"a homespun murder story":
Fargo is one of the Coen Brothers best films. I believe I've seen this like four times now and every time I do, it leaves a bigger expression on me. Are there any better filmmakers in the world then the Coen's? This film makes me want to be able to construct a story like this. Their talent is just awe inspiring. Even the things that don't make sense the first time around, like the character Mike who advances the plot nowhere. He's there for a reason though, as is everything and when all the pieces(and there are a shit load of them) come together... chills.
The film starts on a man driving in the snow with another car attached. He arrives in Fargo, North Dakota, where he is meeting two men. The man is Jerry Lundegaard and from the first moment on screen, you know exactly who he is. He has no backbone and is cowardly, but what he's seeing the two men about doesn't fit those character descriptions. He's in a big financial and soon to be legal problem, so he hires two men to kidnap his wife and extort a ransom from her rich father. Everything goes wrong for everyone and a bright, but slightly na´ve North Dakota police woman is right behind them the whole way.
I can't think of any aspect of the film that isn't excellent. None of it is just passable, or okay, or good. It's damn near perfect. The performances. William H. Macy is at his best as the man that can't do anything right. Frances McDormand is beyond words and very deserving of that Oscar. Steve Buscemi and Peter Stormare are hilarious. The first scene where Stormare is just sitting there, imposing his silent stare on Macy; hilarious. The writing. You can't say enough about how well this story is written. From go, the Coen's are making jokes, saying it's based on true events. The direction goes hand in foot with the writing. Joel and Ethan are on top of everything. The cinematography is beautiful with the pure white snow, and that music is so damn atmospheric and haunting.
The movie is hard to put into words, but obviously it's worthy of a viewing. In fact, it should be necessary. This is filmmaking at its best.
Set around Minnesota and North Dakota in the winter of 1987, this film both embraces and satirizes the Minnesota upbringing of its writers/producers/directors.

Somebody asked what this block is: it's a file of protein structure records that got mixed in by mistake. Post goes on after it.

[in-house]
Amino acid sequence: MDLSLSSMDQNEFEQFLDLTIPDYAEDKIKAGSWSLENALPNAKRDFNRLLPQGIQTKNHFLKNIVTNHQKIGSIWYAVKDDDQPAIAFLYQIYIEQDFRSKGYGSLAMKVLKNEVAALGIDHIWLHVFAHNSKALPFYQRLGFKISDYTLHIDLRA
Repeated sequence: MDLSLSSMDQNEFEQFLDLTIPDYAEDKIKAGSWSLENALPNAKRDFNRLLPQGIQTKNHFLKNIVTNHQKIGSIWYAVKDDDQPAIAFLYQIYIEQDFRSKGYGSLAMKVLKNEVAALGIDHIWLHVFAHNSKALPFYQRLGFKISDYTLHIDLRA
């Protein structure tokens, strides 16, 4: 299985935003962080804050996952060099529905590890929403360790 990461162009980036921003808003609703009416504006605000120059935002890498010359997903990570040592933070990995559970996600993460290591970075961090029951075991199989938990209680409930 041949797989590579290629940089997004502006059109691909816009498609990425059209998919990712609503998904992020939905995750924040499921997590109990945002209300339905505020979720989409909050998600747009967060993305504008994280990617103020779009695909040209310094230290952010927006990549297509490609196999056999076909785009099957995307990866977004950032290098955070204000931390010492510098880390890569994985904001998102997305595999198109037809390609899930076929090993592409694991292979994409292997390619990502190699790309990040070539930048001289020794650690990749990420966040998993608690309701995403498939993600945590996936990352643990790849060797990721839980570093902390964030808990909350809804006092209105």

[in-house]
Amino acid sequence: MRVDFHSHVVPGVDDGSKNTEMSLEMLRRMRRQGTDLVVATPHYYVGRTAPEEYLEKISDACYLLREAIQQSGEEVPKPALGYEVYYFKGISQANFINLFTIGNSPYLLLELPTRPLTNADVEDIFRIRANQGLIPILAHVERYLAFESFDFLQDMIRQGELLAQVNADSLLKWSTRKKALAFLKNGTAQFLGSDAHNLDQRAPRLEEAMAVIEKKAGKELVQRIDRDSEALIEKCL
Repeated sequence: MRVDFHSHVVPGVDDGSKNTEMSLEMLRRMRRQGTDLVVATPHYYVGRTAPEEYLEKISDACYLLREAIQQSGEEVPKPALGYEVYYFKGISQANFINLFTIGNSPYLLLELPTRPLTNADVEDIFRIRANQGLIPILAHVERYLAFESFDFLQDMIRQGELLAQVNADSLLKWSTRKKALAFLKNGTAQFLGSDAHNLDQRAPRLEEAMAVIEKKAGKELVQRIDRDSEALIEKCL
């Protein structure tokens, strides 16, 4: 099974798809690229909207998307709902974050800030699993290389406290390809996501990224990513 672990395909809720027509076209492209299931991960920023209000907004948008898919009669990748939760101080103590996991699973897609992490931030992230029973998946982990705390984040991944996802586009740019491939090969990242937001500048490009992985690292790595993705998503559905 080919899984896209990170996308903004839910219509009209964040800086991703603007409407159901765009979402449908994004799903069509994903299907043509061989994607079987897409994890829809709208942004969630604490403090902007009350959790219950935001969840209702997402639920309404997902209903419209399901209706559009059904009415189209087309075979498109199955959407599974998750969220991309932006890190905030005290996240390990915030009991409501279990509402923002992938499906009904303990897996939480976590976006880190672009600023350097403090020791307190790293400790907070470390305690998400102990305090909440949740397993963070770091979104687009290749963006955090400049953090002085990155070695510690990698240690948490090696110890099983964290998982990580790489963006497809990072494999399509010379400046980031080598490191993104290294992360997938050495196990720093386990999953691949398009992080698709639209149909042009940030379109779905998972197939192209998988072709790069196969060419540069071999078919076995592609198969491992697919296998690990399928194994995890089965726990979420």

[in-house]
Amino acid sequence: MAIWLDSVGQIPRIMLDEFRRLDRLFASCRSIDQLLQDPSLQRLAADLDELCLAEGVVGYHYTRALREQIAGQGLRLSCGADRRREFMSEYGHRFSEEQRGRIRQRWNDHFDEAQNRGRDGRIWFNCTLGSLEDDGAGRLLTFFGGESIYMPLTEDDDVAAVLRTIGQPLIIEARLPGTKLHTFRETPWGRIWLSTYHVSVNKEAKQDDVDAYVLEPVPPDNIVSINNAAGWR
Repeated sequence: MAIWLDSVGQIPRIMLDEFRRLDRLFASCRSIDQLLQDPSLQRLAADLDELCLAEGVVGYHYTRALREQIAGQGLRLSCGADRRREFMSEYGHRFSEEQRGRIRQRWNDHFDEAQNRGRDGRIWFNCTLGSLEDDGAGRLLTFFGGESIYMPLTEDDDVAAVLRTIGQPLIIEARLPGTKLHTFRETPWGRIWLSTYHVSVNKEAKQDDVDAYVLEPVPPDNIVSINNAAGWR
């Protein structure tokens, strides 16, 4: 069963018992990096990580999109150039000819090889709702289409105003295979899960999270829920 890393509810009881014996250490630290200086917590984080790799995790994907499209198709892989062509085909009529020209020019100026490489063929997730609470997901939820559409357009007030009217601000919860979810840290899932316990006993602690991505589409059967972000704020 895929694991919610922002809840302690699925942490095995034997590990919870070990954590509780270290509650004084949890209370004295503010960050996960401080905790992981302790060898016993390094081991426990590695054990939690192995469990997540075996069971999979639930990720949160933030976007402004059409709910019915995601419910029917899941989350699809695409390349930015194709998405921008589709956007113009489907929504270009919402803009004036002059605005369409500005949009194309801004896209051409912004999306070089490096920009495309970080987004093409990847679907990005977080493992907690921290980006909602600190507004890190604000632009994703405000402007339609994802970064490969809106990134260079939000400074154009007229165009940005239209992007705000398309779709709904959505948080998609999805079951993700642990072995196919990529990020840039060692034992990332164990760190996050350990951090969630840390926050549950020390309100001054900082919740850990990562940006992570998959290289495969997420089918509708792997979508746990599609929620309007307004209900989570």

William H. Macy is Jerry Lundegaard- a sad sack ineffectual car salesman who is hard up for money. His wife and her dad (Jerry's boss) are both well off, but, even if they knew he needed the money, they probably wouldn't give it to him anyway, His solution is to enlist a criminal version of the odd couple (chatter box Steve Buscemi, and silent psycho Peter Stormare) to kidnap Jerry's wife, then use the ransom as payment for both them and himself.
Things get complex, and especially messy when the plan doesn't go as designed, and blood becomes shed. To make things even more interesting, small town sheriff Marge Gunderson (Frances McDormand) gets thrown into the mix, and her down to Earth, smart approach really adds layers of warmth and heart, made even more poignant by the fact that she's also 7 months pregnant.
There's already been so much written about this, that I really don't have anything new to contribute. It holds up to its reputation, and is a real masterpiece of writing, direction, and acting. I can't really describe it: everything just clicks, and there's a nice balance to the laughs and bloodshed. The characters and themes are interesting and thought provoking, and come on, Marge Gunderson is undeniably one of the coolest and greatest characters ever created. I'm so happy this film nabbed the Bros. Coen a writing Oscar, as well as one for McDormand's superb acting. It's a shame.
Like all Coen Brothers films, the cinematography and music are brilliant, and, while complex, the film is really fairly easy to follow. It's a shame this lost Best Picture to The English Patient, because this was the film that deserved it more.
Bottom line: this is a must see, and its place on all the various types of best of lists is absolutely justified. Truly a great American classic.
Fargo essentially meshes crime, comedy, and drama all into one and makes a really unique effect with it. Most of the performances here are what makes it a comedy, the plot makes it indefinitely crime and the music sets a bizarre dramatic feeling that you don't see coming. William H. Macy, Frances McDormand and the rest of the Minnesota based characters are all over-played caricatures, earning them really funny moments where there might not otherwise be any. Those accents are completely ridiculous, but somehow it just fits into the whole nutball series of events. The plot is really interesting in that the movie zigzags around it rather than the other way around. Instead of introducing us to all the principle characters first, it takes us almost forty minutes to get around to our principle character. I think that takes away any sort of predictability away from the story; what happens, happens. The Coen Brothers definitely take a very interesting approach to the music in this, it just really has an amazing effect on setting the mood and bring emotional weight to what is happening.
Now this, like all of the Coen Brother's movies, is extremely well shot and put together flawlessly. They are extremely talented writers/directors that seem to just get movies in a way that not many others do. You can tell they know film history like the backs of their hands and have the up most respect for the process. You can see how much time and effort is put into each of their movies and this is one of the prime examples of it. Everything you feel is meant to be felt and that is a kind of control that is hard to achieve.